What do consumers want to see on their poultry and meat packages? Focus groups conducted by the National Pork Board, National Cattlemen’s Association and Yerecic Label indicate that consumers are eating more at home but are bored with eating the same poultry and meat dishes and look to package labeling for new recipe ideas and cooking instructions.

With more post-recession dollars being spent in the retail store for meat and poultry to be prepared in the home, poultry packaging and labeling can be crucial in generating additional sales.

Key trends  

Research presented at the National Chicken Marketing Seminar showed the following key trends:
• Regardless of generation, consumers desire new meal ideas.
• Consumers need help with meat and poultry decisions and preparation information.
• Cooking directions, recipes and photos are a must for cooking-challenged and moderately-skilled cooks.
• Cross-merchandising offers are well received when properly conceived.
• New technologies, like mobile marketing and traceability, may be ahead of their time.

These insights come from nine mini focus groups held in Bethesda, Md.; Chicago and Los Angeles. Breakouts were maintained for consumers with moderate cooking skills, consumers who described themselves as cooking challenged and by generational group, including Millennials.

Bored with the familiar meals  

“Consumers are bored and stuck in a meal-preparation rut,” said Rich Thoma, vice president of sales and marketing, Yerecic Label. “In the past, consumers might have gone to a restaurant for added meal variety, but in today’s economy they are eating at home more. This means they are looking for more ideas from processors and retailers for meat and poultry meal solutions.”

Tapping chicken’s versatility  

Chicken’s meal preparation versatility is an opportunity for increasing sales, but marketers need to help consumers tap into that versatility with new recipe ideas and cooking instructions.

A cooking-challenged consumer in a Bethesda focus group said, “I’m so tired of buying chicken and making just chicken. . . . Sometimes I like to maybe do something else but it’s hard to come up with a different idea, changing it – like taking the same thing and making it different.”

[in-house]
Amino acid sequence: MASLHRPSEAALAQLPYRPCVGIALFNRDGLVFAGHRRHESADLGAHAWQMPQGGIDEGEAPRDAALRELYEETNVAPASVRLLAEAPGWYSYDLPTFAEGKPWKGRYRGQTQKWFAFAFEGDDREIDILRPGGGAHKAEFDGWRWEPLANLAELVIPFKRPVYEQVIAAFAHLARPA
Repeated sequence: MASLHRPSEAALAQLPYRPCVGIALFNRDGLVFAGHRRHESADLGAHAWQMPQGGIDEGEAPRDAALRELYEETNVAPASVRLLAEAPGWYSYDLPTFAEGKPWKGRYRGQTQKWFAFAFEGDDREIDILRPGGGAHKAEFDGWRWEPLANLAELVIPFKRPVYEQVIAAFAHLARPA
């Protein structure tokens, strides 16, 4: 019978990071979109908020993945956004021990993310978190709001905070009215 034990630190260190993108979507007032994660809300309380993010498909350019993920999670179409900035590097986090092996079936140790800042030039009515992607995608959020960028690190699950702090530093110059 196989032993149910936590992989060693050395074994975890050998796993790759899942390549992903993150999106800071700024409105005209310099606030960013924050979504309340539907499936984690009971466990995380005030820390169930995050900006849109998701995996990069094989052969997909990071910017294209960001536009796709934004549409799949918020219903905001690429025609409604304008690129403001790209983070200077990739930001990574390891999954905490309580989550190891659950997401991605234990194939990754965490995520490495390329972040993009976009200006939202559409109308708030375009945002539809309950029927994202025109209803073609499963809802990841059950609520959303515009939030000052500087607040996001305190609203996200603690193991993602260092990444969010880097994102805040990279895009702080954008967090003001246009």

Ways of exploiting chicken’s versatility include providing multiple recipes on each package and ideas for use of leftovers.

Catering to family preferences  

Different tastes and preferences within the family unit also represent an opportunity to increase sales.

“A lot of meal-preparers are not cooking just one meal. They are catering to the tastes of the different family members. Any help that allows them to prepare meals in multiple ways to appeal to individual tastes is helpful to them,” Thoma said.

Consumers in the focus groups, in fact, said having more in-store meal-preparation ideas could lead them to purchase more than one package of poultry on a given shopping occasion.

Thighs mystery  


Chicken thighs represent another opportunity, according to results from the focus groups.

“Chicken dark meat is kind of a mystery to a lot of consumers. They don’t recognize what to do with it,” Thoma said.

A cooking-challenged consumer in a Bethesda focus group said, “I always see chicken thighs, and I have no idea what to do with them. I have never, ever, ever bought them because I have not one clue what to do with chicken thighs.”

Simple instructions on the label are helpful – like “great for grilling” or “roast in the oven” – even if more detailed cooking directions aren’t supplied.

How consumers use technology  

Digital technologies involved with meal planning and shopping continue to gain acceptance, but mobile marketing and traceability may be ahead of their time.

While the Internet is the most popular way for consumers to access recipes at home, there’s disconnect when they arrive at the meat case. Motivated shoppers often don’t know what ingredients are needed. On-package labeling can provide this information.

Mobile marketing and traceability  

Technology is being used in Europe that allows shoppers to capture product source codes on packages in the store with their cell phones. The U.S. focus groups showed, however, that while some consumers had interest in traceability the majority assumed that what they buy is safe and good for them.

Mobile marketing, which allows shoppers to access promotional and other information in the store, similarly is ahead of its time. A significant number of consumers do not have smart phones and acquiring a cellular signal can be a problem.

As one focus group participant said, “First of all, I want to get in and out of store as quickly as possible, and secondly cell phone reception in the store is an issue.”

These responses about the use of technology were typical of even the Millennial consumers, which surprised the researchers.

Cashing in on versatility  

Chicken is versatile, Thoma concluded, but marketers need to help consumers understand all the things that can be done with chicken.

“Consumers are eating more at home. They are bored with eating the same thing. They don’t really have the time to solve this problem, but if you hand the solution to them while they are shopping they love it,” he said.